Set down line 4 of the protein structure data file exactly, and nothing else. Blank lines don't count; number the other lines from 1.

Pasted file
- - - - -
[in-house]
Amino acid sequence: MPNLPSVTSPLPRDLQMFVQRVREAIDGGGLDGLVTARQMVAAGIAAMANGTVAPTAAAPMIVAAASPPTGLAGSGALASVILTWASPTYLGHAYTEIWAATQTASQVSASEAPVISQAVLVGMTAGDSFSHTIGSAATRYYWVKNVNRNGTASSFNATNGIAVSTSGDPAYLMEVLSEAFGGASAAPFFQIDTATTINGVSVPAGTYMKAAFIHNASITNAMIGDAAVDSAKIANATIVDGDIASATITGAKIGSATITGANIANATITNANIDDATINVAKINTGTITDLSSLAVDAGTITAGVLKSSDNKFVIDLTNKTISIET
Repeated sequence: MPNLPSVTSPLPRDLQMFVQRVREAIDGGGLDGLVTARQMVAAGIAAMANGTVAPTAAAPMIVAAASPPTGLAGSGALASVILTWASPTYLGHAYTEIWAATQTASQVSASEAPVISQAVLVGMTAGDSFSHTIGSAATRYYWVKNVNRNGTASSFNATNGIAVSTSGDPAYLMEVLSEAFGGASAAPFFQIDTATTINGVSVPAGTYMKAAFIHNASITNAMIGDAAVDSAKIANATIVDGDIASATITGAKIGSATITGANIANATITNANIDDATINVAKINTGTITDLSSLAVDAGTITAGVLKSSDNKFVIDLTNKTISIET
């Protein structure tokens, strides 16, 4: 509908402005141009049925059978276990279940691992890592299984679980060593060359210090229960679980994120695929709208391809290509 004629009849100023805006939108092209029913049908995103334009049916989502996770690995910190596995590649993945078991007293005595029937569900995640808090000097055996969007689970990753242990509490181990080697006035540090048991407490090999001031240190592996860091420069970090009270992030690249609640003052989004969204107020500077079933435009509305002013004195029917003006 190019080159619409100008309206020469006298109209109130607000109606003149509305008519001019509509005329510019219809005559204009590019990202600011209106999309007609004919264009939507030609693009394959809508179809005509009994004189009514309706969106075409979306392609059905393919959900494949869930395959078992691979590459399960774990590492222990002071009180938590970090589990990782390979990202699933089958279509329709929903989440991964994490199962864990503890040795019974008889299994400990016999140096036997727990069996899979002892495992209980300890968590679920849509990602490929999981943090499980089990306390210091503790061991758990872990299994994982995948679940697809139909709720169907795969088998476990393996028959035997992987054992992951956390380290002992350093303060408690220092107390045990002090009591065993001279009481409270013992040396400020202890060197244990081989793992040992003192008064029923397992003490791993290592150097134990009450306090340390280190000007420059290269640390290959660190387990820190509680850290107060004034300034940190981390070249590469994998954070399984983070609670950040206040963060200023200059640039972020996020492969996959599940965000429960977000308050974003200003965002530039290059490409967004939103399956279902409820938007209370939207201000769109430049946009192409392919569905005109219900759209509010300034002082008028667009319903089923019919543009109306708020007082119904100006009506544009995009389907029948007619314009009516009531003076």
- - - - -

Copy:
């Protein structure tokens, strides 16, 4: 509908402005141009049925059978276990279940691992890592299984679980060593060359210090229960679980994120695929709208391809290509 004629009849100023805006939108092209029913049908995103334009049916989502996770690995910190596995590649993945078991007293005595029937569900995640808090000097055996969007689970990753242990509490181990080697006035540090048991407490090999001031240190592996860091420069970090009270992030690249609640003052989004969204107020500077079933435009509305002013004195029917003006 190019080159619409100008309206020469006298109209109130607000109606003149509305008519001019509509005329510019219809005559204009590019990202600011209106999309007609004919264009939507030609693009394959809508179809005509009994004189009514309706969106075409979306392609059905393919959900494949869930395959078992691979590459399960774990590492222990002071009180938590970090589990990782390979990202699933089958279509329709929903989440991964994490199962864990503890040795019974008889299994400990016999140096036997727990069996899979002892495992209980300890968590679920849509990602490929999981943090499980089990306390210091503790061991758990872990299994994982995948679940697809139909709720169907795969088998476990393996028959035997992987054992992951956390380290002992350093303060408690220092107390045990002090009591065993001279009481409270013992040396400020202890060197244990081989793992040992003192008064029923397992003490791993290592150097134990009450306090340390280190000007420059290269640390290959660190387990820190509680850290107060004034300034940190981390070249590469994998954070399984983070609670950040206040963060200023200059640039972020996020492969996959599940965000429960977000308050974003200003965002530039290059490409967004939103399956279902409820938007209370939207201000769109430049946009192409392919569905005109219900759209509010300034002082008028667009319903089923019919543009109306708020007082119904100006009506544009995009389907029948007619314009009516009531003076």